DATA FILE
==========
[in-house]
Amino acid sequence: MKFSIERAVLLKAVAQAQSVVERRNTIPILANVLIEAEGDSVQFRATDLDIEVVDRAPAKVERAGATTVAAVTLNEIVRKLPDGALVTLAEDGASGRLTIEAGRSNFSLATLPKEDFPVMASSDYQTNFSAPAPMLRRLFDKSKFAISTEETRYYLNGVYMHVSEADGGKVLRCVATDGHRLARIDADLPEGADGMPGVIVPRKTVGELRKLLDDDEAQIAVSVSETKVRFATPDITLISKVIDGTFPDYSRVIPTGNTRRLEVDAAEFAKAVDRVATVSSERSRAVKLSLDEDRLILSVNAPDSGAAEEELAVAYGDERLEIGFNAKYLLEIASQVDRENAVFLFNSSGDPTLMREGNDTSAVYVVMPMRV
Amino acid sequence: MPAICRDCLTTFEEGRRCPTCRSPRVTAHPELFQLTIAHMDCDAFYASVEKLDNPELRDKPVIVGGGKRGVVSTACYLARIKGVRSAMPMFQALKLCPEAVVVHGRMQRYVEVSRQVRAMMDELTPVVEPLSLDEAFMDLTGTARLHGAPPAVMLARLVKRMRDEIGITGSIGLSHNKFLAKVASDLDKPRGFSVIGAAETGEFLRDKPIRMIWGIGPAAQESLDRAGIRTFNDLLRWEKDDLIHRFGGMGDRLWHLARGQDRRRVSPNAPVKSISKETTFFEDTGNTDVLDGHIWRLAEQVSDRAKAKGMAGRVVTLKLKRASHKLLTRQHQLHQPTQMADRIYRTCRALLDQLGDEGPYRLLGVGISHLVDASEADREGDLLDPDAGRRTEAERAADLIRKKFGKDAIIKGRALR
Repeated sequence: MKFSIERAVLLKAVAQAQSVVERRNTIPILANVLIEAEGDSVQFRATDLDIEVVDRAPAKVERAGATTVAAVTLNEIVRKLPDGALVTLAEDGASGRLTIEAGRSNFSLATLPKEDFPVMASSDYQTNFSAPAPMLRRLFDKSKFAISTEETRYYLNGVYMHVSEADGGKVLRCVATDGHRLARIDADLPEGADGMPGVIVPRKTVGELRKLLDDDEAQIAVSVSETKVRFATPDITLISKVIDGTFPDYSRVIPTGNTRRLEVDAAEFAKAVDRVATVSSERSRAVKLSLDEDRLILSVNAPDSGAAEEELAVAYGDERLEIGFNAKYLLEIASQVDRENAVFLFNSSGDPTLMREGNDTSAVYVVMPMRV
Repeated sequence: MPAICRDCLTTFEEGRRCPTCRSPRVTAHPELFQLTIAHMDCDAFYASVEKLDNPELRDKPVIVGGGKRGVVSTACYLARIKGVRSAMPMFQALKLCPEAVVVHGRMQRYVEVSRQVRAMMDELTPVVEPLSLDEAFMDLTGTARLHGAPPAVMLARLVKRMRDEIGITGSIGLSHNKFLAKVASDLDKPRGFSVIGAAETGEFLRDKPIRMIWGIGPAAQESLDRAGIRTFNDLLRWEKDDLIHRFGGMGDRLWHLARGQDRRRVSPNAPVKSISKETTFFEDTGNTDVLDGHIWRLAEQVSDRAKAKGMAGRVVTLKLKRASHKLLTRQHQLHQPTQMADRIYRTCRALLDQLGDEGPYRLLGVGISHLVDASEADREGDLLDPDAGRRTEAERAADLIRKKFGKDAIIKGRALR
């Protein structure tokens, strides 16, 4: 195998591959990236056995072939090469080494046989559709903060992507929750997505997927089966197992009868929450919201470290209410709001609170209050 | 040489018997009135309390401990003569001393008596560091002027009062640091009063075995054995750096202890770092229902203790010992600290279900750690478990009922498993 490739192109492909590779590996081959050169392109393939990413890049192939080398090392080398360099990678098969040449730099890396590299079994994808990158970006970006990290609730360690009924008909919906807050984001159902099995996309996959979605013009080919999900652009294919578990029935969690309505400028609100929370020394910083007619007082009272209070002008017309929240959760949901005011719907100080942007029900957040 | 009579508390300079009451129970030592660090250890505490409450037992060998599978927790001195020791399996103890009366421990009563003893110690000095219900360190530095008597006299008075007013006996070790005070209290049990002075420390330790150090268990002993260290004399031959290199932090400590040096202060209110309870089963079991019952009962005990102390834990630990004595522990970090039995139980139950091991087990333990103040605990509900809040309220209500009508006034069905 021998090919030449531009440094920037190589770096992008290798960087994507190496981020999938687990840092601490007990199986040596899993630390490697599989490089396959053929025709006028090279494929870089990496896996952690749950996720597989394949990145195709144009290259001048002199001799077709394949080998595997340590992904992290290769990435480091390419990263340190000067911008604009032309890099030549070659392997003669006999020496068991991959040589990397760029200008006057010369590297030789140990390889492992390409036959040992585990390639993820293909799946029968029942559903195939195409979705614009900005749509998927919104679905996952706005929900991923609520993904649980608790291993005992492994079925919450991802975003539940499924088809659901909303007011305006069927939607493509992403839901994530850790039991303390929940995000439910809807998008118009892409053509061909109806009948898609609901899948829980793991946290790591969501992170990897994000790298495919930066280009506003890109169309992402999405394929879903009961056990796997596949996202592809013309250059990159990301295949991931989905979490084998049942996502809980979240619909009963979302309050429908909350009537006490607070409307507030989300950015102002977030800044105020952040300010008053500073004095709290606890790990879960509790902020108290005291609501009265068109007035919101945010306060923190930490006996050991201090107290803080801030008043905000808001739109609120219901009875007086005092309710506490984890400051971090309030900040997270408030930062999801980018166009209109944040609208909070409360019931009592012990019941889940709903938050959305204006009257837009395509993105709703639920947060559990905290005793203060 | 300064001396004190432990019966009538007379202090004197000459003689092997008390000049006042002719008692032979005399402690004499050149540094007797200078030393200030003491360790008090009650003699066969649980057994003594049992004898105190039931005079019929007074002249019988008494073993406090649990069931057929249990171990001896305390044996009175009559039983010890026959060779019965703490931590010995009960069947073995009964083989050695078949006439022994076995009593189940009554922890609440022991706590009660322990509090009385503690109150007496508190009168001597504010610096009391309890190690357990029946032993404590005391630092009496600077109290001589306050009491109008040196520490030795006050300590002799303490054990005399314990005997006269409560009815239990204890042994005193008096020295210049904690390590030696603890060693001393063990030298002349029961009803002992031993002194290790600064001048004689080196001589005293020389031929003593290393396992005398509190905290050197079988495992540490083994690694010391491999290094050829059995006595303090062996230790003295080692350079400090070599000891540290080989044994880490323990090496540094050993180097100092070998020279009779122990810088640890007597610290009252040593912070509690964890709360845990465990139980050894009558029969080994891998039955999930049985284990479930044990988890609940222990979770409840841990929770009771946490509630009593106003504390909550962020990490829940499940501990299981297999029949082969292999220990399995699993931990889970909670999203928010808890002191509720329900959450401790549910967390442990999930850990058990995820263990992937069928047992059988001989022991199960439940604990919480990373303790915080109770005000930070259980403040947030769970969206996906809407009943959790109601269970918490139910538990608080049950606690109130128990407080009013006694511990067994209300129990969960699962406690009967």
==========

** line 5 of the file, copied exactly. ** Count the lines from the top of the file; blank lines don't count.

Repeated sequence: MPAICRDCLTTFEEGRRCPTCRSPRVTAHPELFQLTIAHMDCDAFYASVEKLDNPELRDKPVIVGGGKRGVVSTACYLARIKGVRSAMPMFQALKLCPEAVVVHGRMQRYVEVSRQVRAMMDELTPVVEPLSLDEAFMDLTGTARLHGAPPAVMLARLVKRMRDEIGITGSIGLSHNKFLAKVASDLDKPRGFSVIGAAETGEFLRDKPIRMIWGIGPAAQESLDRAGIRTFNDLLRWEKDDLIHRFGGMGDRLWHLARGQDRRRVSPNAPVKSISKETTFFEDTGNTDVLDGHIWRLAEQVSDRAKAKGMAGRVVTLKLKRASHKLLTRQHQLHQPTQMADRIYRTCRALLDQLGDEGPYRLLGVGISHLVDASEADREGDLLDPDAGRRTEAERAADLIRKKFGKDAIIKGRALR